Clive Greensmith: Yeah, I’m really excited about that. I’m so lucky to be moving to Los Angeles to be at the Colburn School. We went to the school as a quartet three years ago and had a wonderful time. I studied with Ronald Leonard – former principal cellist of the LA Philharmonic and one of the founders of the Colburn School, for a month at Aspen in 1985, and I have always respected his playing so deeply. I’ve always marveled at his craftsmanship as a player and his dedication, his commitment to music and to the instrument, to teaching and his knowledge of the orchestral rep, solo rep, chamber music and his tremendous experience. There’s a sense of excitement in finding an older colleague, a great artist from whom I can learn so much. I feel like I’m the lucky one to be able to still keep learning from new colleagues. The school is still undergoing some exciting changes. It’s just 10 years old, and there’s a sense of idealism there–and my colleagues really want to see the chamber music program evolve. It’s already very good. The school already boasts wonderful ensembles – the Calder and Calidore Quartets. I’m also really looking forward to working with my own students and having my own studio. I’ll still perform a good deal, but I know already that the schedule there will be more…humane–and I’ll be able to devote more time to everything that I do. I’m very excited. I love Los Angeles, and I love the downtown area. I’m very excited to be part of a school that’s really still developing. We were at Yale for 14 years in the quartet, and it was a great feeling to be part of such a well-established institution. The Colburn School is different. It’s much younger, and so there’s a sense of almost being a pioneer, with an emphasis on creativity, innovation and idealism. I like that. I feel ready to teach–to be a better teacher. I would like to share everything that I have learned in the quartet with younger players, and I’d like to give them the strength and the confidence to become better musicians. I love teaching, I really do. I might even say that in the long term, it’s more rewarding than performing, because you are hopefully able to make a lasting difference to other people’s lives.

Ovation Press: Your time is more available now, of course, because of the end of the quartet as an entity. How did you go about choosing the program for the last concert?

Clive Greensmith: Well, we had to be quite practical because we were very busy that last season. The whole year was crammed full of different dates and a wide variety of different repertoire. We had a cycle of Bartók to finish, and we had requests from promoters and festivals all over the world to play specific pieces. There were new commissions. So in the end it boiled down to, what had we been playing for most of the season, but also what did we feel strongly about from that pool of pieces? Our group always enjoyed Bartók, and we’d performed the cycle at the 92nd Street Y in New York. The 6th Quartet, which we’d been playing a good deal, was a natural choice. We’d toured with it in Australia and in Japan. We also had profound pieces such as the Schubert G Major and Beethoven op 131 – terrific ending pieces and arguably the most sublime in the entire repertoire. So in the end we decided that Bartók 6th had to be there, because we loved the piece and felt so strongly about it. The work seemed so appropriate for the final moments of our own quartet, the final quartet of Bartók’s cycle. It has a sense of melancholy to it, a sense of looking back. Not to try and sound too clichéd, but there’s something kind of bittersweet about it, and that seemed very appropriate for the quartet coming to its 44th season and then finishing. We’ve always played a lot of Haydn, and there’s no better Haydn Quartet than Opus 77 No. 1, a late work from a composer who was at that point in his 60s – the same time of life as our wonderful middle voices, Kazu and Kikuei. And then, following some rather heated discussions, we settled on the Debussy Quartet.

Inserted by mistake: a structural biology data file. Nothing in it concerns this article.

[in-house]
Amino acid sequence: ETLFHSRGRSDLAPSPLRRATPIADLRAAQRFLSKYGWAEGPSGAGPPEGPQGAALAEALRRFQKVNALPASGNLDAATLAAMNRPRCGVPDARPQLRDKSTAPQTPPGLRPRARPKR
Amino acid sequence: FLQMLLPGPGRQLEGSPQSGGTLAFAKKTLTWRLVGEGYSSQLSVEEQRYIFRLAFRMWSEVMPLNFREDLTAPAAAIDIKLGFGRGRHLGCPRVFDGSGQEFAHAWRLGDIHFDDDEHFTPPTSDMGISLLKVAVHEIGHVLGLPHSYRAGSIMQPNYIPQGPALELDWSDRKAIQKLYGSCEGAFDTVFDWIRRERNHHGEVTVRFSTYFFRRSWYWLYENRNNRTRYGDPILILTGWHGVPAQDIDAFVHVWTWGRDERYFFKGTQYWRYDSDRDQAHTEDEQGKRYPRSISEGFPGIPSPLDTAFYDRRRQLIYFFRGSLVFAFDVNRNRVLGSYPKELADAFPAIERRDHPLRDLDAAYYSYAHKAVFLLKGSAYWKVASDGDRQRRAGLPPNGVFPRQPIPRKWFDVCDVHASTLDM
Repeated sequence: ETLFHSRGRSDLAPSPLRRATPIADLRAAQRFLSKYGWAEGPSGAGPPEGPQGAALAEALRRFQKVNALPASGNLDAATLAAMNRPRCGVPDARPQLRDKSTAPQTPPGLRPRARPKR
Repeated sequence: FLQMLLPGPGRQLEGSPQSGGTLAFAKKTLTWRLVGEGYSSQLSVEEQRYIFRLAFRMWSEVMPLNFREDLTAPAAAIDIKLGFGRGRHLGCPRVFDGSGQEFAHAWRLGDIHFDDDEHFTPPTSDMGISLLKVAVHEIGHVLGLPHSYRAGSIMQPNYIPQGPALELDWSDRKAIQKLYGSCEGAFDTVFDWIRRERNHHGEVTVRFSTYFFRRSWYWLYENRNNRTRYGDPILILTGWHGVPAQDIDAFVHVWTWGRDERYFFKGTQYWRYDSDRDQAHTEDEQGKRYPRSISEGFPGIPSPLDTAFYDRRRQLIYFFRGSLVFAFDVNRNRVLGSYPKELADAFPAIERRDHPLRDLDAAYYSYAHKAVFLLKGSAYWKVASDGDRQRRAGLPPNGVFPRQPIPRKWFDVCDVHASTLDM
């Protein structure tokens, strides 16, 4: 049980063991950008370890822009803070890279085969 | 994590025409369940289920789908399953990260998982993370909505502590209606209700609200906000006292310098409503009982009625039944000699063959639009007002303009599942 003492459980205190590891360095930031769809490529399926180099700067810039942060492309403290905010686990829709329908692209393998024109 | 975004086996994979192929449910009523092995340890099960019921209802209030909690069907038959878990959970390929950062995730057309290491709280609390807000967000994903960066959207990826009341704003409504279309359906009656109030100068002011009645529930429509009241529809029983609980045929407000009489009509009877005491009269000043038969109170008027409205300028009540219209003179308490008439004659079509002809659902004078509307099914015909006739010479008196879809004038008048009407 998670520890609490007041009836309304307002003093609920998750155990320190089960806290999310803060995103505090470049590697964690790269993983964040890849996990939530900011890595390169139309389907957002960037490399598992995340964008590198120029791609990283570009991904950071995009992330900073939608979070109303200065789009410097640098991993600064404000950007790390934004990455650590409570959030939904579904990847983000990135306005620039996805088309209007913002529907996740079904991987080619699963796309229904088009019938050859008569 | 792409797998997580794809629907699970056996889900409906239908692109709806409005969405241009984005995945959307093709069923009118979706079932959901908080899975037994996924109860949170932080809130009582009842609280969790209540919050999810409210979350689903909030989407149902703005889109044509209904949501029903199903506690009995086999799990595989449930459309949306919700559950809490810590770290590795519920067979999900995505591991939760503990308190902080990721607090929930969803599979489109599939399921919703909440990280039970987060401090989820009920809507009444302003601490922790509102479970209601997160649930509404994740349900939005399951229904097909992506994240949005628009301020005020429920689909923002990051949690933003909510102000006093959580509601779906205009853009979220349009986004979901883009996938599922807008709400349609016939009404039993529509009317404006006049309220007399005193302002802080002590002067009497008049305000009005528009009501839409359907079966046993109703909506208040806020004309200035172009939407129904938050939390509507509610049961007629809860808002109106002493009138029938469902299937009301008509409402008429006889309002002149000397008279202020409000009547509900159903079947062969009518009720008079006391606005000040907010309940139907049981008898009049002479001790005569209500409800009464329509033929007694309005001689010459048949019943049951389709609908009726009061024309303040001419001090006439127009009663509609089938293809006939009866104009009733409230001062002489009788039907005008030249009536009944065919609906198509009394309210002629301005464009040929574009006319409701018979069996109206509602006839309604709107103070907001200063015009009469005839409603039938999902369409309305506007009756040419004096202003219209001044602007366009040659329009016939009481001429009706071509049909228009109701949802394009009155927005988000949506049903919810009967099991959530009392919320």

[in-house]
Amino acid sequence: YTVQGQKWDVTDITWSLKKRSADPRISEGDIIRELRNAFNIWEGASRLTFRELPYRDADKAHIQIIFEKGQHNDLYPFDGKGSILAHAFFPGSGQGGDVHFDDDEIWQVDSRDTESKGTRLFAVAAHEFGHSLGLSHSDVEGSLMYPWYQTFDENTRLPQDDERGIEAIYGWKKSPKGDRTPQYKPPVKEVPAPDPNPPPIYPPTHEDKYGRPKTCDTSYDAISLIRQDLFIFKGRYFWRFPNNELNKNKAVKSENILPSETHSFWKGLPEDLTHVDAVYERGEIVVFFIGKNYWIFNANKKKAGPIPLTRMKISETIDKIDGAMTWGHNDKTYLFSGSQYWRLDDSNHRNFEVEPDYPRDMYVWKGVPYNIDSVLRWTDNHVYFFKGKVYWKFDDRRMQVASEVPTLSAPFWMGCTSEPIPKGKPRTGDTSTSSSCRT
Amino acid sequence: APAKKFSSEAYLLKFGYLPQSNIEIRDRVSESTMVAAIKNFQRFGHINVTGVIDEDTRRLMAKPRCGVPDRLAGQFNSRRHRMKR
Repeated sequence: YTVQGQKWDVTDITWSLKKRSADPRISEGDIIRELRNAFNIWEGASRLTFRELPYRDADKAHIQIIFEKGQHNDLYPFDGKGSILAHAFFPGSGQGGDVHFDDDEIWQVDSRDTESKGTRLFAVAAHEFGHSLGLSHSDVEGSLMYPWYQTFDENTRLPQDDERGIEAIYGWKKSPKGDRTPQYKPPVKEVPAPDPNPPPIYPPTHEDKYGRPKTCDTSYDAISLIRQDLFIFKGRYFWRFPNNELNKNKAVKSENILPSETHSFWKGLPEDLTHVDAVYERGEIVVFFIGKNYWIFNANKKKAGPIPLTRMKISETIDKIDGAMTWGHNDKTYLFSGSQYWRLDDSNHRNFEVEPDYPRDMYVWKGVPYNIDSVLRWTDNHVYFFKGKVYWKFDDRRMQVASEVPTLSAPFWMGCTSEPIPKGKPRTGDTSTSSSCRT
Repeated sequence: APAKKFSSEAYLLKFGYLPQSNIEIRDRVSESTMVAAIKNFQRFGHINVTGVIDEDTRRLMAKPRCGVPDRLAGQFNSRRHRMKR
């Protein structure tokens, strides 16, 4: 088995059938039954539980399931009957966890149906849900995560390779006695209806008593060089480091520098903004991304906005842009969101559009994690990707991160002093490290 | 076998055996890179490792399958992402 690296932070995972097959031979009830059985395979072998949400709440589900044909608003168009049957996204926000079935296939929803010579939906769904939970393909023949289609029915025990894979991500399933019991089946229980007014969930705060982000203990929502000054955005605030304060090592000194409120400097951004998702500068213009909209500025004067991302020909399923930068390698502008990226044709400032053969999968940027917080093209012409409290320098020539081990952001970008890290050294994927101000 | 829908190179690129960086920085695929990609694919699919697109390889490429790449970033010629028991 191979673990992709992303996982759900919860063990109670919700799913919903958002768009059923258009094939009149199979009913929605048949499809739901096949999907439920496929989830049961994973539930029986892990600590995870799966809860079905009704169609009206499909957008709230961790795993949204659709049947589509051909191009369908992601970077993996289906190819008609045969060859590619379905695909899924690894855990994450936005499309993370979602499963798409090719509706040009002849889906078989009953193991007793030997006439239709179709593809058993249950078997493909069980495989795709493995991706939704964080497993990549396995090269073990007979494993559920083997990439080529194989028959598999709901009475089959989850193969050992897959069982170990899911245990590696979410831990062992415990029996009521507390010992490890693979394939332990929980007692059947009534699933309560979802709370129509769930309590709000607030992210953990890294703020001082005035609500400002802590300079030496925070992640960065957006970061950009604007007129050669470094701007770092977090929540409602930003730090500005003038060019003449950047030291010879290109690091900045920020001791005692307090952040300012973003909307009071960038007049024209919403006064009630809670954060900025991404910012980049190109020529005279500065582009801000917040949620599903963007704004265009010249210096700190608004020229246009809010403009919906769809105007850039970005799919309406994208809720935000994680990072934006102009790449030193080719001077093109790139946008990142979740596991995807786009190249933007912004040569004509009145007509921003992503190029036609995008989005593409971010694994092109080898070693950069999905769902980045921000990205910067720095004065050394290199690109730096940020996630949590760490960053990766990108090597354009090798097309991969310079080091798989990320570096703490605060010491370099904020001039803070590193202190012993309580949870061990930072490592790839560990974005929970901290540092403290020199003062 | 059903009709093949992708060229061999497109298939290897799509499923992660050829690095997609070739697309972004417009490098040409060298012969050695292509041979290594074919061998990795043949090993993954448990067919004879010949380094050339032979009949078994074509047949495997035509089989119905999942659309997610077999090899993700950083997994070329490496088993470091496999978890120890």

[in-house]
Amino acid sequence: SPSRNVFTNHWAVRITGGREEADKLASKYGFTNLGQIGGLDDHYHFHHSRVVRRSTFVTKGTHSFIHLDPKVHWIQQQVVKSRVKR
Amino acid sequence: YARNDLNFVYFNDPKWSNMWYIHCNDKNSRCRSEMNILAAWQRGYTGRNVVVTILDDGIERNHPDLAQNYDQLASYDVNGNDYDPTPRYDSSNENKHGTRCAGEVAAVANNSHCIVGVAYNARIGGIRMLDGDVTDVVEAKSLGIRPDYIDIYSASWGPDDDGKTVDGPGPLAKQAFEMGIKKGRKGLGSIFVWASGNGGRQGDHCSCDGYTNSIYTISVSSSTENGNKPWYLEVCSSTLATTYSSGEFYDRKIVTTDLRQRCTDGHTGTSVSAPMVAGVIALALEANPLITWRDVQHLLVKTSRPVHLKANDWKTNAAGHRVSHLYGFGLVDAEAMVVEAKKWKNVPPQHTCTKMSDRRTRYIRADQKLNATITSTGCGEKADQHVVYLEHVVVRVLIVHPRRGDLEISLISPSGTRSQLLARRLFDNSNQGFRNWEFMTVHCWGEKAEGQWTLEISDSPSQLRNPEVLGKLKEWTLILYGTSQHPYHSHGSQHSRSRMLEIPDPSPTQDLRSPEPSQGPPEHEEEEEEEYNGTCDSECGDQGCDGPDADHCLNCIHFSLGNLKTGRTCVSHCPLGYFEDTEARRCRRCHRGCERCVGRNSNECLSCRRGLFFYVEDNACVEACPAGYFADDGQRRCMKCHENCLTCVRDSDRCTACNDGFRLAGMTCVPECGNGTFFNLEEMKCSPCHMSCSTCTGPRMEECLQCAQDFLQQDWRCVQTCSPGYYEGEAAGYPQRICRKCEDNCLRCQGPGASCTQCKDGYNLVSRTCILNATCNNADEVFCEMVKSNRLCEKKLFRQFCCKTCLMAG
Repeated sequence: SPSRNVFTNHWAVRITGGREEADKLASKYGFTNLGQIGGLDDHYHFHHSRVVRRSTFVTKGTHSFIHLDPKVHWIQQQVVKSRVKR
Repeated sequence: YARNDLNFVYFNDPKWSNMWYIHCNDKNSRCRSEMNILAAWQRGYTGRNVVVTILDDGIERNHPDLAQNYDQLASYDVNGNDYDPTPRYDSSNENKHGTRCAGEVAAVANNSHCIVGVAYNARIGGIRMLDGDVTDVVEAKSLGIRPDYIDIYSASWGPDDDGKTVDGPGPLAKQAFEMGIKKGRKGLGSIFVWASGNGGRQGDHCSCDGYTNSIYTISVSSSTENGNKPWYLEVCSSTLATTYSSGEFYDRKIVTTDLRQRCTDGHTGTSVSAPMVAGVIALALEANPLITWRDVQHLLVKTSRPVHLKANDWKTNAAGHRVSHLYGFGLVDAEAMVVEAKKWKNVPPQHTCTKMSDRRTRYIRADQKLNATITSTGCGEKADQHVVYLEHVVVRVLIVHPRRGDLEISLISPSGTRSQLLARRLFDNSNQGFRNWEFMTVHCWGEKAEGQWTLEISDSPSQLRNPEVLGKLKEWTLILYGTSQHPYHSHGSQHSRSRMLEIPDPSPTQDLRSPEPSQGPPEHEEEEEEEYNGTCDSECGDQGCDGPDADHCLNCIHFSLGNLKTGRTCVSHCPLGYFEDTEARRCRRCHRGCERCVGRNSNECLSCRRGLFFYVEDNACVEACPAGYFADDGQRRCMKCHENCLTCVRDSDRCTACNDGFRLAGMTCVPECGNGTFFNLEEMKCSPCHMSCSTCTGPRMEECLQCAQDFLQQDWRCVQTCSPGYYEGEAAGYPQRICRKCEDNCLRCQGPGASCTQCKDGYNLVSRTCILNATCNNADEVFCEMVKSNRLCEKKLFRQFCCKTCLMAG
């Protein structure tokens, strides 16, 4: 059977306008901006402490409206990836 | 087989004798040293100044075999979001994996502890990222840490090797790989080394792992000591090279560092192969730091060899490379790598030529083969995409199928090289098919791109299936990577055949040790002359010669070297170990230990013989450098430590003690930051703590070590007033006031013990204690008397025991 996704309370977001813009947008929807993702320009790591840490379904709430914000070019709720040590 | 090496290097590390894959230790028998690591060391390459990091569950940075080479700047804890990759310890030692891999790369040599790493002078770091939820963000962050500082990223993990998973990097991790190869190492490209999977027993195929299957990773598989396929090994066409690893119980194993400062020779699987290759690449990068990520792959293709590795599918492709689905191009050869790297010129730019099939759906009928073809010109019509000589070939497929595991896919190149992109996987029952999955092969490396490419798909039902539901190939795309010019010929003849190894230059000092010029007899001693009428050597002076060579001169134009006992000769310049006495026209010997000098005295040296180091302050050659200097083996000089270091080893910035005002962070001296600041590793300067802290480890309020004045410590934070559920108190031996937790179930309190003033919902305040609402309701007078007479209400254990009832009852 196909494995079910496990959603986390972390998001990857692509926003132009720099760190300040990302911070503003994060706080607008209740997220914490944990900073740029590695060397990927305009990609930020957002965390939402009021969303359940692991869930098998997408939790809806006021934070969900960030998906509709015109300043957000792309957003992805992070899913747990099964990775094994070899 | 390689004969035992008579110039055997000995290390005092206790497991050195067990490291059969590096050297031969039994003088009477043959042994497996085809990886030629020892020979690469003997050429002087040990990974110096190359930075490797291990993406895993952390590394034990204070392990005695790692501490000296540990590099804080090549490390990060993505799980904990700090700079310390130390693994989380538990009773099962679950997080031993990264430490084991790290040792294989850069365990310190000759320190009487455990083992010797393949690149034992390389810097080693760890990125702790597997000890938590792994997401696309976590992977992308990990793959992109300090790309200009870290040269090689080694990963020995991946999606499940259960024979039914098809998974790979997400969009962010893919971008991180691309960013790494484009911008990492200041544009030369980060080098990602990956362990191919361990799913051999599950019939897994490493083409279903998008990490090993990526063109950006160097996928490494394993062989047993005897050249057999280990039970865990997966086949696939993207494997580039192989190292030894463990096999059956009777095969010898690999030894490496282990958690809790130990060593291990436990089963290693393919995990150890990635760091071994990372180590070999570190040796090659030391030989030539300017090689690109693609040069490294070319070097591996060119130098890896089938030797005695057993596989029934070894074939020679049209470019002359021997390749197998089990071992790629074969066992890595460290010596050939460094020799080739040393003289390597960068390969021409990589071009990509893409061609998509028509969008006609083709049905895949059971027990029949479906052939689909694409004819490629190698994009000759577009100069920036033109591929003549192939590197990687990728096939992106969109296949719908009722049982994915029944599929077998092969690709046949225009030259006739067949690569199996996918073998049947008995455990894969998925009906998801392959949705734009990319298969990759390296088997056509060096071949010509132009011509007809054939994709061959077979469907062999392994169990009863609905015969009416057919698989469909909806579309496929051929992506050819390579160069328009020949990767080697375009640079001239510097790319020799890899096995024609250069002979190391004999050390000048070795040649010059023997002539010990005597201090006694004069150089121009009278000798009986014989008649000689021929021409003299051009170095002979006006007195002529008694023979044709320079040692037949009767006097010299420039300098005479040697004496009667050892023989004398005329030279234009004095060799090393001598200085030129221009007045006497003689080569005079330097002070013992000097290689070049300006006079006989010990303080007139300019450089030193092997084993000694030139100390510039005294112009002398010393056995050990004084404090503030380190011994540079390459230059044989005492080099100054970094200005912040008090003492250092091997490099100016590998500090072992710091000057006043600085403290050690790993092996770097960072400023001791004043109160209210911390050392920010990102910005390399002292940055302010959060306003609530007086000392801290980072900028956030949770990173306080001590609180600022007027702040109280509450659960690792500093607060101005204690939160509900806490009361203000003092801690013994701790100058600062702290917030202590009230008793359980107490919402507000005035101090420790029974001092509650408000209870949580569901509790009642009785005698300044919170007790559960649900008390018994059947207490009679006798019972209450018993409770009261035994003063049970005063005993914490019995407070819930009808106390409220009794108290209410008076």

Keep watching for Part 2 of this enlightening, thoughtful interview.


About Dr. Nick Curry

Dr. Nick Curry is the Associate Professor of Cello at the University of North Florida. He is a founding member of Trio Florida with violinist Simon Shiao and pianist Gary Smart, featuring new compositions as well as timeless classics. From 2004-2007, he served as the professor of cello and the cellist in the Rawlins Piano Trio at the University of South Dakota.

Nick received his Bachelor of Music from Vanderbilt, where he studied with Grace Mihi Bahng. While at Vanderbilt, he served as Professor Bahng’s teaching assistant and was the recipient of the Jean Keller Heard Award for Excellence in string performance. Nick then served as Hans Jorgen Jensen’s teaching assistant for five years at Northwestern University, where he earned his Master of Music and Doctoral degrees. He also was the teaching assistant to Professor Jensen at the Meadowmount School of Music for four summers.

Nick has played in master classes for Lynn Harrell, Ralph Kirschbaum, Paul Katz, David Geber, the Emerson String Quartet, the Pacifica String Quartet, and the Blair String Quartet. Private studies have also included lessons with Harvey Shapiro, David Finckel, and John Kochanowski. He has presented in national conferences for both ASTA and CMS as well as regional and state conferences and is a sought after clinician, adjudicator and plans special projects for the state chapter of the American String Teachers Association. In 2012, he was awarded the Collegiate Leadership Award by Florida ASTA.

In the summers of 2012 and 2013 Dr. Curry was visiting faculty at the Meadowmount School of Music and was full-time faculty at the Tennessee Valley Music Festival. In February 2014, he will be on faculty at the Tennessee Cello Workshop.